Defending Sexual Assault allegations in Canada

Farid Zamani
Farid Zamani
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Defending sexual assault allegations involves understanding the essential components of the charge to determine whether or not the allegations can be supported by evidence in court. The Crown must prove each of the elements of sexual assault, as set out in the Criminal Code of Canada. This is called making a prima facie case. For an accused to be convicted, the judge or jury must be convinced beyond a reasonable doubt of each of the essential elements of the offence. To secure an acquittal, the accused can negate one or more of the elements of the offence. Each defence must pass the air of reality test.

Prior to delving into the elements of the offence, it is vital to understand the following components of a sexual assault charge and the type of evidence that must be presented in court. Proof of both the actus reus and the mens rea must be present to secure a conviction.

Actus Reus:

This refers to the “guilty act” element of a crime. This can be either an act or a failure to act when a duty to act is implied in the law. The acts must be physically voluntary; this means that a touch must occur, or a word must be spoken for the offence to be proven. The acts cannot be accidental or unconscious.

Mens Rea:

This refers to the mental element of the crime. The mens rea component of a charge pertains to what the accused was thinking with respect to the crime. Typically, this is viewed from a subjective point of view, meaning that the mens rea is subjective to the accused unless the Criminal Code specifies an objective standard.

Sexual Assault is not explicitly defined in the Criminal Code. Over the course of many years, numerous decisions in the Canadian courts imported the sexual element into the actus reus of the offence. Proving this offence requires specific evidence that an accused person committed an identified assault of a sexual nature such that the sexual integrity of the victim was violated. The majority of sexual assault charges rely on the regular assault provisions of the Criminal Code, which set out the following:

  1. Touching that constitutes an assault within the definition of section 265(1)(a);
  2. The touching occurred in sexual circumstances;
  3. There was a lack of consent to the touch from the victim.

The accused must apply some force to the victim for this section to qualify. Most people do not realize that the touch may be direct or indirect. In other words, you can still be charged for sexually assaulting someone if you use another person to do the touching, or ejaculating onto the victim or even ejaculating close to the victim. The touch also does not have to be a sexual part of the body, nor does the touch have to in sexual in anyway. It is often challenging to describe sexual assault in Canada; however, the Supreme of Canada noted some factors to consider whether a reasonable person would find a sexual element to the assault:

  1. Which part of the body was touched;
  2. The nature of the contact;
  3. The situation in which the contact occurred;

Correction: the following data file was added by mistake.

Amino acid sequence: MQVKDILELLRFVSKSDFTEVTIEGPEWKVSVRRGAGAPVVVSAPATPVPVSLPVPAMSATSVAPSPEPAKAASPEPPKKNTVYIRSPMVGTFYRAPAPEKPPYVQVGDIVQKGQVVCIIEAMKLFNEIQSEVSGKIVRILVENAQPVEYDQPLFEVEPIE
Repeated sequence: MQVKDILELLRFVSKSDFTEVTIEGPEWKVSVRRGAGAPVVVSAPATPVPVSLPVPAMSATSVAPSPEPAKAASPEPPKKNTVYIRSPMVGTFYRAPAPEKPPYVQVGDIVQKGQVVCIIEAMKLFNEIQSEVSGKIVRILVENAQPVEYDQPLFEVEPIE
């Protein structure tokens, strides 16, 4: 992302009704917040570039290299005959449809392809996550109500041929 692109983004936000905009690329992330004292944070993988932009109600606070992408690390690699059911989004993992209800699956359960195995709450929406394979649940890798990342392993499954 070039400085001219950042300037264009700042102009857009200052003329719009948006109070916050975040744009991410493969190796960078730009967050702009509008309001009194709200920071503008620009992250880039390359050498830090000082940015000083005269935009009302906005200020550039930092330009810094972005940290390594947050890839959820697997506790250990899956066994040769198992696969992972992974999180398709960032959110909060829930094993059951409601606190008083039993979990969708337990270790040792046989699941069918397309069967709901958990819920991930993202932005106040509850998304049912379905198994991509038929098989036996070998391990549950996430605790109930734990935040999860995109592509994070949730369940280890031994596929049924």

4. Any words or gestures that accompanied the contact;
  5. The intent or purpose of the accused, including sexual gratification;
  6. Any other circumstances surrounding the conduct.

It is essential to understand, as touched upon earlier that a sexual assault can occur without a sexual act. For example, in a regular assault, if the victim ends up being partly nude can sometimes be enough to be convicted of sexual assault. A crucial element in establishing the actus reus is a lack of consent on the part of the victim. It is also critical to understand that physical touching is not required under section 261(1)(a) of the Criminal Code. If an accused threatens or attempts to touch, either sexually or non-sexually.

There are two elements that the Crown prosecutor must prove to demonstrate mens rea in sexual assault:

  1. That the accused intentionally acted;
  2. That the accused was aware of, or willfully blind or reckless to, the victim’s lack of consent to the sexual act.

There is no requirement that the intent to touch include any element of sexual intent or motive or an improper or ulterior purpose. In other words, the Crown prosecutor needs only to prove that the accused intended to touch the victim to satisfy the requirements of the mens rea. Even if there is evidence that the accused did not have a sexually motivated purpose, the requirement can still be fulfilled. An accidental touch will not satisfy the mens rea requirements.

Although not in the Criminal Code, there is a defence available for an accused who mistakenly believed that the complainant consented to be touched in a sexual manner.  The accused must demonstrate, in most cases, through his or her own testimony, that he or she honestly believed that the complainant communicated consent to engage in sexual activity. In most circumstances, an accused can be convicted if they are aware that the complainant did not expressly consent to whatever sexual act is in question.

If an accused is convicted of sexual assault, the next step in the process is sentencing. Sexual assault is a hybrid offence; there is no minimum sentence. However, the maximum an accused can be sentenced to in prison is 10 years. This changes if the complainant is under 16 years of age. If the complainant is under the age of 16, there is a mandatory minimum of one year in prison and a maximum sentence of 16 years in prison. It is also important to note that a conviction requires an accused to register with the Sexual Offender Information Registration Act (SOIRA).

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